The John Endicott statue is located on Forsyth Way between the Fens gardens and the Museum of Fine Art.
Six Interesting things about the Statue
- Unveiled on June 15, 1937
- Funded by George Augustus Peabody, a descendant of John Endicott
- John Endicott Statue is Eight-feet tall and the backside is 10 feet wide and 17 feet wide. The entire statue is made in granite.
- The original granite block weighed 12 tons, and after the statue was created it weighed 10 tons.
- Ralph Wed Gray was the Architect
- Carl Paul Jennewein was the sculptor - who's other worked include the Two Panels inside the White House and 50+ separate sculptures in the Justice Department Building
Quotes on the Statue
Strong valiant John wilt thou march on, and take up the station first, Christ cal'd hath thee his soldier be, and faile not of thy trust. Edward Johnson 1654
Bequest of George Augustus Peabody, Esquire of Danvers, Massachusetts.
On a separate plaque:
"Ralph Weld Gray, architect/Carl Paul Jennewein, sculptor/1936."
Eight Interesting things I learned about John Endicott
- John Endecott is regarded as one of the Fathers of New England. He was the longest serving Governor of the Massachusetts Bay Colony.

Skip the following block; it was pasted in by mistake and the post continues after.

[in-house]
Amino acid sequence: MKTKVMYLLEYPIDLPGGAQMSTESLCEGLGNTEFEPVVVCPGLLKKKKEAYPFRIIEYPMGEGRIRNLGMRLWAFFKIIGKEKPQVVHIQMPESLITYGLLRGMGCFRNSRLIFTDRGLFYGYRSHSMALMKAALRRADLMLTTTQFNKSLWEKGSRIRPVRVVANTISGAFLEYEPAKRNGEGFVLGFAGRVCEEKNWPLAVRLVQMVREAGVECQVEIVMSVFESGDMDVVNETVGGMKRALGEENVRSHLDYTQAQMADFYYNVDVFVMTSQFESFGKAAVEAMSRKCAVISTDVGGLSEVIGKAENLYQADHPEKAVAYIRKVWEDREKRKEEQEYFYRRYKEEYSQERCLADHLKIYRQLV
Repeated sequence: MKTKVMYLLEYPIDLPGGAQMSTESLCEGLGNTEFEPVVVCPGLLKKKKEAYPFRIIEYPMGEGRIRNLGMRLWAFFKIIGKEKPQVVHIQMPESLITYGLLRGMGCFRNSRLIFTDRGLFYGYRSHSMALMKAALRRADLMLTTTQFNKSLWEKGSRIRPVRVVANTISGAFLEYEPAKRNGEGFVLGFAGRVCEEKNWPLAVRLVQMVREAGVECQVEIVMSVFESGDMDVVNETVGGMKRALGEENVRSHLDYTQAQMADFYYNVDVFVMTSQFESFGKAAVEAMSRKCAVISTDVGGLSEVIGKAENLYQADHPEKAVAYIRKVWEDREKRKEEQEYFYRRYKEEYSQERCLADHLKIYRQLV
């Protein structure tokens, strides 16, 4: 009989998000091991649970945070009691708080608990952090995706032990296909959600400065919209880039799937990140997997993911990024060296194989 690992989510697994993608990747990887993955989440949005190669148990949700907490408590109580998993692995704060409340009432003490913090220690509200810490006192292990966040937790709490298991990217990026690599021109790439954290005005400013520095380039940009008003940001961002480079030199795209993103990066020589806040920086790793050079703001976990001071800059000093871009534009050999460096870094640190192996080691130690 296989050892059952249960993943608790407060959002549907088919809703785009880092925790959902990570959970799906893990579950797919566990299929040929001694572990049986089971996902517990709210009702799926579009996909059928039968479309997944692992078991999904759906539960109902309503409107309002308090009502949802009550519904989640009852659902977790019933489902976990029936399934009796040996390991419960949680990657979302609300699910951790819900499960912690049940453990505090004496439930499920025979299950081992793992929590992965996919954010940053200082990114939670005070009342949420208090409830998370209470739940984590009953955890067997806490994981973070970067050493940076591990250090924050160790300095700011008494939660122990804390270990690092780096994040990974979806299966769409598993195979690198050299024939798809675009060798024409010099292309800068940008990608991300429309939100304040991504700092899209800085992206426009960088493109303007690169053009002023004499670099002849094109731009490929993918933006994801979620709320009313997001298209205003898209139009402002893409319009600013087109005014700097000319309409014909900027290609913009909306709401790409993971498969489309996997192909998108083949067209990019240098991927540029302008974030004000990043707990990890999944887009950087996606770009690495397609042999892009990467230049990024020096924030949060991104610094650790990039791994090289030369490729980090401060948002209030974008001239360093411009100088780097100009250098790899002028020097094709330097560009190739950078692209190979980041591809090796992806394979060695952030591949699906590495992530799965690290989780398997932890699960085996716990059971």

- Born on March 15, 1588, in Devon, England. He came to the New World (Salem Massachusetts) in 1628 to help bring some order to the New World
- There isn't much known about John Endicott life in England.
- John Endecott and John Winthrop, were the first two governors of Massachusetts Bay Colony. Between xx and xx they alternated governorship responsibilities.
- In 1636, John Endecott lead a group of colonial volunteers against the Pequots on Block Island - Part of Rhode Island. This military action started the Pequot War. The resulting war killed 700 Pequots - virtually extinguished the tribe.
- He gave the final orders to have Mary Dyer executed because she didn't listen to the court. The court had asked her multiple times to stay away from Boston.
- Died March 15, 1665 (Age 77) and is buried in tomb 189 in Boston's historic Granary Burying Grounds.
- For many years people thought he was buried at the nearby Kings Burying Grounds. It wasn't until xxx that the records were set.
Finding the Statue
The statue is located on Forsyth Way near the Museum of Fine Arts. If you take the Green Line and get off at the Northeastern University stop.